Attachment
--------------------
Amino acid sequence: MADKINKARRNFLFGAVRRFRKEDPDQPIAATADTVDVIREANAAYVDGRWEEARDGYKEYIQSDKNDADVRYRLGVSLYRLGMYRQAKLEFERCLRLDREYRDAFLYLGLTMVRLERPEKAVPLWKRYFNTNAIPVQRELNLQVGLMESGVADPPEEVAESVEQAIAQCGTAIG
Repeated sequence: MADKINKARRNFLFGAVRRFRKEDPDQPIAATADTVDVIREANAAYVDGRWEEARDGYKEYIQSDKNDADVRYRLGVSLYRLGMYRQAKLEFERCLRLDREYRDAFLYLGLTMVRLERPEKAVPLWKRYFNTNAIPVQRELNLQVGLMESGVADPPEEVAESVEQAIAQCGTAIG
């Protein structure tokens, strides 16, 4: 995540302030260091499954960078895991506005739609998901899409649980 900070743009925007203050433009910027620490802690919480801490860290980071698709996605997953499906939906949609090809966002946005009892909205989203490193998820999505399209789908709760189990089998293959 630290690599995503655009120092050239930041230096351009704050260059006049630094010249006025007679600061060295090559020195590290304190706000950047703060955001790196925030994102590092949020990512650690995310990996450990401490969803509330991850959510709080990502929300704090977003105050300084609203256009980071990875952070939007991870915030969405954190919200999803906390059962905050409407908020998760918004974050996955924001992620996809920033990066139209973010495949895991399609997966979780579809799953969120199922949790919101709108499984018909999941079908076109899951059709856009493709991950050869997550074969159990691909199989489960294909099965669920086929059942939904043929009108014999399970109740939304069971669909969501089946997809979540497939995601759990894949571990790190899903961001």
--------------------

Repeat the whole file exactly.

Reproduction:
Amino acid sequence: MADKINKARRNFLFGAVRRFRKEDPDQPIAATADTVDVIREANAAYVDGRWEEARDGYKEYIQSDKNDADVRYRLGVSLYRLGMYRQAKLEFERCLRLDREYRDAFLYLGLTMVRLERPEKAVPLWKRYFNTNAIPVQRELNLQVGLMESGVADPPEEVAESVEQAIAQCGTAIG
Repeated sequence: MADKINKARRNFLFGAVRRFRKEDPDQPIAATADTVDVIREANAAYVDGRWEEARDGYKEYIQSDKNDADVRYRLGVSLYRLGMYRQAKLEFERCLRLDREYRDAFLYLGLTMVRLERPEKAVPLWKRYFNTNAIPVQRELNLQVGLMESGVADPPEEVAESVEQAIAQCGTAIG
């Protein structure tokens, strides 16, 4: 995540302030260091499954960078895991506005739609998901899409649980 900070743009925007203050433009910027620490802690919480801490860290980071698709996605997953499906939906949609090809966002946005009892909205989203490193998820999505399209789908709760189990089998293959 630290690599995503655009120092050239930041230096351009704050260059006049630094010249006025007679600061060295090559020195590290304190706000950047703060955001790196925030994102590092949020990512650690995310990996450990401490969803509330991850959510709080990502929300704090977003105050300084609203256009980071990875952070939007991870915030969405954190919200999803906390059962905050409407908020998760918004974050996955924001992620996809920033990066139209973010495949895991399609997966979780579809799953969120199922949790919101709108499984018909999941079908076109899951059709856009493709991950050869997550074969159990691909199989489960294909099965669920086929059942939904043929009108014999399970109740939304069971669909969501089946997809979540497939995601759990894949571990790190899903961001």